Published June 20, 2021
Fathers are essential to the flourishing of our country. Having a father in the home dramatically reduces a myriad of harms. Children with fathers in the home, for example, do better in school, have better health outcomes, and are less likely as adolescents to carry guns or deal drugs or end up in prison, among other beneficial effects. Fathers also protect their children from becoming vulnerable to other increasing threats today, such as human traffickers. Particularly with the increased amount of time children have been spending online because of COVID-19 and virtual learning, traffickers are preying on America’s children through the Internet at alarming rates. Fathers are the ones on the front lines in protecting their children from these threats. A father in the home also protects children from other social harms.
Unfortunately, there is a father-absence crisis in America today. According to the U.S. Census Bureau, 18.3 million children, one in four, live without a biological, step-, or adoptive father in the home. Consequently, there is a “father factor” in nearly all social ills facing America today. Many people believe that family structure doesn’t really matter, as long as children are cared for and loved by someone, anyone. However, research on father absence shows that the old adage “Correlation does not imply causation” does not apply to the effects of father absence on children. In other words, according to absent-father statistics, father absence is to blame for many of our most intractable social ills affecting children.
We have much evidence for this. For example, a study of 835 juvenile male inmates found that father absence was the only disadvantage on the individual level with significant effects on gun-carrying, drug-trafficking, and co-occurring behavior. The study’s authors found that individuals from father-absent homes were 279 percent more likely to carry guns and deal drugs than peers who lived with their fathers. Research by Sara McLanahan at Princeton Universityfound that boys are significantly more likely to end up in jail or prison by the time they turn 30 if they are raised by a single mother, even after controlling for differences in parental income, education, race, and ethnicity. Research on young men suggests they are less likely to engage in delinquent or illegal behavior when they have the affection, attention, and monitoring of their own mother and father.
Daughters depend on fathers as well. One study by Bruce Ellis of the University of Arizona (et al.) found that about one-third of girls whose fathers left the home before they turned six ended up pregnant as teenagers, compared with just 5 percent of girls whose fathers were present throughout their childhoods. The research on this topic suggests that girls raised by single mothers are less likely to be supervised and more likely to engage in early sex and to end up pregnant compared with girls raised by their own married parents. Other studies have found that teens without fathers are twice as likely to be involved in early sexual activity and seven times more likely to get pregnant as an adolescent. However, the study found that higher-quality father–daughter relationships were a protective factor against engagement in risky sexual behaviors.
The data speak for themselves that the lack of a father in the home leads to extremely detrimental outcomes for children, increasing their risk of dangers such as drug use, crime, incarceration, teen pregnancy, abuse, and poverty. Meanwhile, the simple presence of a father in the home strongly protects children and youth from such social ills.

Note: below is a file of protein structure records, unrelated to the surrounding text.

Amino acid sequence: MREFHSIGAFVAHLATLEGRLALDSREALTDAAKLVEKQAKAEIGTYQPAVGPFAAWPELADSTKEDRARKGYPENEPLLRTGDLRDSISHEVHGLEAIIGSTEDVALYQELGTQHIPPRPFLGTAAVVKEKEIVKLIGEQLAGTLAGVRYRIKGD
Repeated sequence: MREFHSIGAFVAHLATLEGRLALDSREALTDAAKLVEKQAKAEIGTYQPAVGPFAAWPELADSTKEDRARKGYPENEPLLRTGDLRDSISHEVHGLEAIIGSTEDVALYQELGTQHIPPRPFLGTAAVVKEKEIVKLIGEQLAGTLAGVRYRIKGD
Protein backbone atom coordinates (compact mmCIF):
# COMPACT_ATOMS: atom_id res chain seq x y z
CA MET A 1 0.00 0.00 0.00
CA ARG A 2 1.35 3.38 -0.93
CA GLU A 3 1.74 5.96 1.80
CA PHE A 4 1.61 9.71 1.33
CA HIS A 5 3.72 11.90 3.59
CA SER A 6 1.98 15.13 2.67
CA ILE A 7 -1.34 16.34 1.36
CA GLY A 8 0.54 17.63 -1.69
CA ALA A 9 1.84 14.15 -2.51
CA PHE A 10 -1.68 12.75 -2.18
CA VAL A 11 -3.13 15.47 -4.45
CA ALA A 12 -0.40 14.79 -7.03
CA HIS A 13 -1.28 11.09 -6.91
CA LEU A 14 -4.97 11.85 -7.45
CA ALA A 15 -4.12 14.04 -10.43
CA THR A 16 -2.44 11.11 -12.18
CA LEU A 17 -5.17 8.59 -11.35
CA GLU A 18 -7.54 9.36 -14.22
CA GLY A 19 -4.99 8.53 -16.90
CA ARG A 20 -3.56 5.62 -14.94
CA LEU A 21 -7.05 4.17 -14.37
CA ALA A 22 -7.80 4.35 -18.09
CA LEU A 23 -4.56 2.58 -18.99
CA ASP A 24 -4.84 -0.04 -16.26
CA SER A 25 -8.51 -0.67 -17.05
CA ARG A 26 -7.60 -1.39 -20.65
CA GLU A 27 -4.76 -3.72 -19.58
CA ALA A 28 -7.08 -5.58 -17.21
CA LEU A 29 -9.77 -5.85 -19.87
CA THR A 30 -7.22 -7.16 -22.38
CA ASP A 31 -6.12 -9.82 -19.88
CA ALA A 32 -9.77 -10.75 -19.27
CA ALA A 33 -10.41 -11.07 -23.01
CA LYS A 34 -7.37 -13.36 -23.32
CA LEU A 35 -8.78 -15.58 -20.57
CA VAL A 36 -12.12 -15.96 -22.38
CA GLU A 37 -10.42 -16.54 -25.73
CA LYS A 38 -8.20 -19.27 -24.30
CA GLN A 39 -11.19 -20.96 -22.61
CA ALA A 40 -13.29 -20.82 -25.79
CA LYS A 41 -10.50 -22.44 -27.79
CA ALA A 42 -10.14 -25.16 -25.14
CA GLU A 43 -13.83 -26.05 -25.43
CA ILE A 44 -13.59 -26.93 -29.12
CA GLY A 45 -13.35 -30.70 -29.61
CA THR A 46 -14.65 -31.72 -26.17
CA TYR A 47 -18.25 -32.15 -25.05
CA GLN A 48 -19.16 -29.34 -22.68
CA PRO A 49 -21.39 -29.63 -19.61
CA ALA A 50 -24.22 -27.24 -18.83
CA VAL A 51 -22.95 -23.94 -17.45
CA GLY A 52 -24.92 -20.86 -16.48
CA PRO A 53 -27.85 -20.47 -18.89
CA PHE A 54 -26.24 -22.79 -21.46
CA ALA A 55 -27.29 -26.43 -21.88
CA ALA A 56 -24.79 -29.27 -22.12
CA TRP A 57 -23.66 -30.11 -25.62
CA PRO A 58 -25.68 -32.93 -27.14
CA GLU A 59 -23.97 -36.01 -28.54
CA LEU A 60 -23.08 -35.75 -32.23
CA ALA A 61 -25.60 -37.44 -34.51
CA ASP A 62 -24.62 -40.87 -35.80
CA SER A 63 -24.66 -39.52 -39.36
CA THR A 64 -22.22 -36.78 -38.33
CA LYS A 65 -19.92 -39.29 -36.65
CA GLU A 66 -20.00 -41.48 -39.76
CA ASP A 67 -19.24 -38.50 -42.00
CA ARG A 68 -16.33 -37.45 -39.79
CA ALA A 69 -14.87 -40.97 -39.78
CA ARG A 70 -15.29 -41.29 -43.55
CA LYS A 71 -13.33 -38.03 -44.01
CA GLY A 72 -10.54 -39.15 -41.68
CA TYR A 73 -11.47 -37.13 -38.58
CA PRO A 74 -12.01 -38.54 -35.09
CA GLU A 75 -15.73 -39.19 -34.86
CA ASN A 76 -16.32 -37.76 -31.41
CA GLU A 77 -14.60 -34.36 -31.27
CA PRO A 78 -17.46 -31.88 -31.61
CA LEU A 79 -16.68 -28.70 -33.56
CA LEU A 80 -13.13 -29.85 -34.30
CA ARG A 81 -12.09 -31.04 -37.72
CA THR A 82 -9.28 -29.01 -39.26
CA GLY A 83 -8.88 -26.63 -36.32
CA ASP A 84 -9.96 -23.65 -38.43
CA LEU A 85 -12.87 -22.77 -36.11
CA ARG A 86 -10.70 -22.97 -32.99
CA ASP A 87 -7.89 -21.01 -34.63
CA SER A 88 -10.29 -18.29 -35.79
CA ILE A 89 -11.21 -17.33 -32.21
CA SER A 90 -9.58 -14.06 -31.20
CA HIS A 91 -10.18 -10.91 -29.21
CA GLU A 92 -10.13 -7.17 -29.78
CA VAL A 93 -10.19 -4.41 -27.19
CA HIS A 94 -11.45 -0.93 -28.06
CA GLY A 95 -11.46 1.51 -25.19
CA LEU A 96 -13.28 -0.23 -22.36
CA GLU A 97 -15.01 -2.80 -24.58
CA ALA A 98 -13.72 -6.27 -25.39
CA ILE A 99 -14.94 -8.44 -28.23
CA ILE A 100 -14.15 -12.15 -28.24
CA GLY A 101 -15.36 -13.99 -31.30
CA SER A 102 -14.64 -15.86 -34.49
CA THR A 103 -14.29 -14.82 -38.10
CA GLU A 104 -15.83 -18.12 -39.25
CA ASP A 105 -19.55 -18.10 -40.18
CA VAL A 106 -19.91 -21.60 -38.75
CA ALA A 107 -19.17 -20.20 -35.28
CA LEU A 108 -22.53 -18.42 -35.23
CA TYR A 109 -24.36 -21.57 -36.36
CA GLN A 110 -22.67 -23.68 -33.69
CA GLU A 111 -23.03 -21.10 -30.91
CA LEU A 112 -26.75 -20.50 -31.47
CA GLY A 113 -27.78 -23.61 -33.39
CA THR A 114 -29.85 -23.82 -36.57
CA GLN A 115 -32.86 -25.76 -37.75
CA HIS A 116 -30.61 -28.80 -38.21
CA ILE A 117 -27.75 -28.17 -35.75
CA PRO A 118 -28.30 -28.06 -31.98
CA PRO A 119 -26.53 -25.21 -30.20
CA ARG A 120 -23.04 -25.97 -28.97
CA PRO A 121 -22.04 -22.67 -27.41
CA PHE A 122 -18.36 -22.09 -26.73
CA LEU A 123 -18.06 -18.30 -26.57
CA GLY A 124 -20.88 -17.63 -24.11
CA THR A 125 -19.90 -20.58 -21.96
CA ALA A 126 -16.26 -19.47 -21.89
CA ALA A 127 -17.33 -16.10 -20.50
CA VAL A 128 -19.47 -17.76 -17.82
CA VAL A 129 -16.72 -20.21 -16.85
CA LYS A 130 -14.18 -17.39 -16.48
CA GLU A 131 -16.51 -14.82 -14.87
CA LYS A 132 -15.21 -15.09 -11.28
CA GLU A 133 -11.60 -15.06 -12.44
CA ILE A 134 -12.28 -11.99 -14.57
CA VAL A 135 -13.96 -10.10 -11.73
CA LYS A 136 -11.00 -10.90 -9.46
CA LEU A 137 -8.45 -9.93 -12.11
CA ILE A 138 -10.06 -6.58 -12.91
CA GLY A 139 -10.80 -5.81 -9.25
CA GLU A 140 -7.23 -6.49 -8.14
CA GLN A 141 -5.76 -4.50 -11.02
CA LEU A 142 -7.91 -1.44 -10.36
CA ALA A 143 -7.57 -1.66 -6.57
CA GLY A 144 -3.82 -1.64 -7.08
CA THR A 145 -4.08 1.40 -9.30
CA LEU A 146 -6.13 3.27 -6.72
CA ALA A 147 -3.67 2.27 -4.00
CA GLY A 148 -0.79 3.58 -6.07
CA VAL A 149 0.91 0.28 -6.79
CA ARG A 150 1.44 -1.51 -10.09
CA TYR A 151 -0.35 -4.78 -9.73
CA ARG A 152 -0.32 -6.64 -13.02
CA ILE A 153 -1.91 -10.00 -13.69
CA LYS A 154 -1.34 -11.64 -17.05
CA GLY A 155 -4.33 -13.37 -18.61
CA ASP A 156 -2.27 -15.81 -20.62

The data are so clear on the importance of fathers for the good of our children and flourishing of our society. So what are we doing about it? It seems much of our country’s resources are currently directed more toward addressing the effects of social harms on the back end. We spend an enormous amount of our federal budget on child welfare, the costs of incarceration, juvenile-justice programs, poverty-relief efforts, crime reduction and law enforcement, and drug- and substance-abuse programs. In short, we spend most of our money on rehabilitation efforts for the ills borne out of fatherless homes. We need to focus more on equipping and mentoring men in our country to be fathers, and on adopting policies that encourage and incentivize fathers to stay in their homes and with their children, rather than on the cost-intensive work to rehabilitate fatherless children on the back end.
This does not mean that we should stop or curtail our investments in important rehabilitation efforts and responses to social harms. But we shouldn’t just accept the sad current state of affairs in our country, in which such a high proportion of homes and children are without fathers (remember: one in four). Our public policies should focus more attention and resources on programs to train and teach the young men in our country to be fathers. On programs to help struggling fathers and unstable families, by mentoring them and providing the support needed to help families stay together. On programs to help dads stay in the home. The National Fatherhood Initiative, founded in 1994, is doing great work to these ends. Their training offers one successful, evidence-based model that could be used and replicated.
This is a lot to do, and much of it will involve policy-makers and other such figures. But there is one thing we can all do: encourage and support the fathers in our own lives. The protective role they play for our children and for the overall flourishing of our society is vital. And fathers today are facing greater challenges than ever, with ever-evolving threats to their children, such as online child exploitation. Fathers need our support and encouragement. And if you are a father, don’t despair or give up. You are doing more for your children than you know, simply by being present in their lives.